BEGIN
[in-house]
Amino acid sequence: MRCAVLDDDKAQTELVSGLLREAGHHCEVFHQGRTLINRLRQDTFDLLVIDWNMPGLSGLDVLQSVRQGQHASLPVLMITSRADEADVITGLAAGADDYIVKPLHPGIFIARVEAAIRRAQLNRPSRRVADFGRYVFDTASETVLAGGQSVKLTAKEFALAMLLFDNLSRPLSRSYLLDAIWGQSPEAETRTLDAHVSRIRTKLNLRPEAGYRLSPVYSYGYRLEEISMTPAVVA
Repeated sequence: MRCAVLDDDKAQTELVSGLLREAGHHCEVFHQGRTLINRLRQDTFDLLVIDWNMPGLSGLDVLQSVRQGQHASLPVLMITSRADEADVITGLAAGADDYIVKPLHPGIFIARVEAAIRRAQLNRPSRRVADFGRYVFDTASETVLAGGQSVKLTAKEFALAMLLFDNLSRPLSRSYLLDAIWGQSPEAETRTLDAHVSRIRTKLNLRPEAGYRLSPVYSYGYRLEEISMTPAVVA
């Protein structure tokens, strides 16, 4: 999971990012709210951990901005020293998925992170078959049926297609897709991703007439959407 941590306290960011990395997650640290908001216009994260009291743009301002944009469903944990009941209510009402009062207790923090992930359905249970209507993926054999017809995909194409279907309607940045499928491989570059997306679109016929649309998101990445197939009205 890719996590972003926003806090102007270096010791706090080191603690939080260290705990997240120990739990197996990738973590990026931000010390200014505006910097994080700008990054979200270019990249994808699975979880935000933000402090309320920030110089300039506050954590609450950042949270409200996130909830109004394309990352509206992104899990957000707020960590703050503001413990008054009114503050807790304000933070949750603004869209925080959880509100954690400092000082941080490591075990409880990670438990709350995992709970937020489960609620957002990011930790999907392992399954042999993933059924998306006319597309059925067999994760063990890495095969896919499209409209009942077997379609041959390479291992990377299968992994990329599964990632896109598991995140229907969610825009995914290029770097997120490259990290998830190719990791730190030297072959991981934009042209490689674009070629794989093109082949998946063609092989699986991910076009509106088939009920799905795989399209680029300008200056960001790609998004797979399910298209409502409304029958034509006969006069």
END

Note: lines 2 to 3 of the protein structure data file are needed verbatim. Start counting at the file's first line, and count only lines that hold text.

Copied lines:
Amino acid sequence: MRCAVLDDDKAQTELVSGLLREAGHHCEVFHQGRTLINRLRQDTFDLLVIDWNMPGLSGLDVLQSVRQGQHASLPVLMITSRADEADVITGLAAGADDYIVKPLHPGIFIARVEAAIRRAQLNRPSRRVADFGRYVFDTASETVLAGGQSVKLTAKEFALAMLLFDNLSRPLSRSYLLDAIWGQSPEAETRTLDAHVSRIRTKLNLRPEAGYRLSPVYSYGYRLEEISMTPAVVA
Repeated sequence: MRCAVLDDDKAQTELVSGLLREAGHHCEVFHQGRTLINRLRQDTFDLLVIDWNMPGLSGLDVLQSVRQGQHASLPVLMITSRADEADVITGLAAGADDYIVKPLHPGIFIARVEAAIRRAQLNRPSRRVADFGRYVFDTASETVLAGGQSVKLTAKEFALAMLLFDNLSRPLSRSYLLDAIWGQSPEAETRTLDAHVSRIRTKLNLRPEAGYRLSPVYSYGYRLEEISMTPAVVA